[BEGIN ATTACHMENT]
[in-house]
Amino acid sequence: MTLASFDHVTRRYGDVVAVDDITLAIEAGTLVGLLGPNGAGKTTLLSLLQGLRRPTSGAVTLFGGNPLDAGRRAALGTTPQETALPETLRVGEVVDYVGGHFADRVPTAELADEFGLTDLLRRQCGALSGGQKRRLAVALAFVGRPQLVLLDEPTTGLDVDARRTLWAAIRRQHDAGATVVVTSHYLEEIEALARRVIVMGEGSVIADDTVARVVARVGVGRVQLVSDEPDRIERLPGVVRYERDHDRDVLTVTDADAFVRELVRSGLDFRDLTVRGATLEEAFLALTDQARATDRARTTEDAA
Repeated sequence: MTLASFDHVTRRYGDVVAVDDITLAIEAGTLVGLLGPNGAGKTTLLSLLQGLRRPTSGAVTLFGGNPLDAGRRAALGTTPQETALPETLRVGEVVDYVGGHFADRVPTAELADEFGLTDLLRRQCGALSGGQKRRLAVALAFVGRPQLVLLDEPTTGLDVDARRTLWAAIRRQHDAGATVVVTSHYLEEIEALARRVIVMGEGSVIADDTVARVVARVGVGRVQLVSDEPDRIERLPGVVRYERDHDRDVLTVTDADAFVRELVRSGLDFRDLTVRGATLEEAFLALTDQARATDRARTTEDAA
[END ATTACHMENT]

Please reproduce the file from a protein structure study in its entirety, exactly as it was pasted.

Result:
[in-house]
Amino acid sequence: MTLASFDHVTRRYGDVVAVDDITLAIEAGTLVGLLGPNGAGKTTLLSLLQGLRRPTSGAVTLFGGNPLDAGRRAALGTTPQETALPETLRVGEVVDYVGGHFADRVPTAELADEFGLTDLLRRQCGALSGGQKRRLAVALAFVGRPQLVLLDEPTTGLDVDARRTLWAAIRRQHDAGATVVVTSHYLEEIEALARRVIVMGEGSVIADDTVARVVARVGVGRVQLVSDEPDRIERLPGVVRYERDHDRDVLTVTDADAFVRELVRSGLDFRDLTVRGATLEEAFLALTDQARATDRARTTEDAA
Repeated sequence: MTLASFDHVTRRYGDVVAVDDITLAIEAGTLVGLLGPNGAGKTTLLSLLQGLRRPTSGAVTLFGGNPLDAGRRAALGTTPQETALPETLRVGEVVDYVGGHFADRVPTAELADEFGLTDLLRRQCGALSGGQKRRLAVALAFVGRPQLVLLDEPTTGLDVDARRTLWAAIRRQHDAGATVVVTSHYLEEIEALARRVIVMGEGSVIADDTVARVVARVGVGRVQLVSDEPDRIERLPGVVRYERDHDRDVLTVTDADAFVRELVRSGLDFRDLTVRGATLEEAFLALTDQARATDRARTTEDAA